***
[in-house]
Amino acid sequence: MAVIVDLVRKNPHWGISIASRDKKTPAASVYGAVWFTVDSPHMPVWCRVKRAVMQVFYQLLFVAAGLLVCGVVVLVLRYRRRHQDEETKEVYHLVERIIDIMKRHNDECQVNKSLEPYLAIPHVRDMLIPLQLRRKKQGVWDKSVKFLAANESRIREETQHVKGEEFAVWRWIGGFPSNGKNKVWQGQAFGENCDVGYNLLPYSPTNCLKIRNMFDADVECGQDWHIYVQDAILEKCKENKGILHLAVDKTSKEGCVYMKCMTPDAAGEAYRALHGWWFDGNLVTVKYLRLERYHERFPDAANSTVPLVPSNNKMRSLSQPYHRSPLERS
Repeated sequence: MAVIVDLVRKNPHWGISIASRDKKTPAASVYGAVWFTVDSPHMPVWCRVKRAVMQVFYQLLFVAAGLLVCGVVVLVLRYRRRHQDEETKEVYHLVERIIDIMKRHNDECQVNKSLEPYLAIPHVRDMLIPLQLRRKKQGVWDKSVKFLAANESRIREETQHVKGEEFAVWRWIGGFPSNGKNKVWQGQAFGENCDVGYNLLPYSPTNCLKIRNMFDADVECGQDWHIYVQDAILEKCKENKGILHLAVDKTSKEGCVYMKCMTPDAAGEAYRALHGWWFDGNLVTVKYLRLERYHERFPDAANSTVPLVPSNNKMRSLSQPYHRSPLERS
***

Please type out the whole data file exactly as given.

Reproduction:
[in-house]
Amino acid sequence: MAVIVDLVRKNPHWGISIASRDKKTPAASVYGAVWFTVDSPHMPVWCRVKRAVMQVFYQLLFVAAGLLVCGVVVLVLRYRRRHQDEETKEVYHLVERIIDIMKRHNDECQVNKSLEPYLAIPHVRDMLIPLQLRRKKQGVWDKSVKFLAANESRIREETQHVKGEEFAVWRWIGGFPSNGKNKVWQGQAFGENCDVGYNLLPYSPTNCLKIRNMFDADVECGQDWHIYVQDAILEKCKENKGILHLAVDKTSKEGCVYMKCMTPDAAGEAYRALHGWWFDGNLVTVKYLRLERYHERFPDAANSTVPLVPSNNKMRSLSQPYHRSPLERS
Repeated sequence: MAVIVDLVRKNPHWGISIASRDKKTPAASVYGAVWFTVDSPHMPVWCRVKRAVMQVFYQLLFVAAGLLVCGVVVLVLRYRRRHQDEETKEVYHLVERIIDIMKRHNDECQVNKSLEPYLAIPHVRDMLIPLQLRRKKQGVWDKSVKFLAANESRIREETQHVKGEEFAVWRWIGGFPSNGKNKVWQGQAFGENCDVGYNLLPYSPTNCLKIRNMFDADVECGQDWHIYVQDAILEKCKENKGILHLAVDKTSKEGCVYMKCMTPDAAGEAYRALHGWWFDGNLVTVKYLRLERYHERFPDAANSTVPLVPSNNKMRSLSQPYHRSPLERS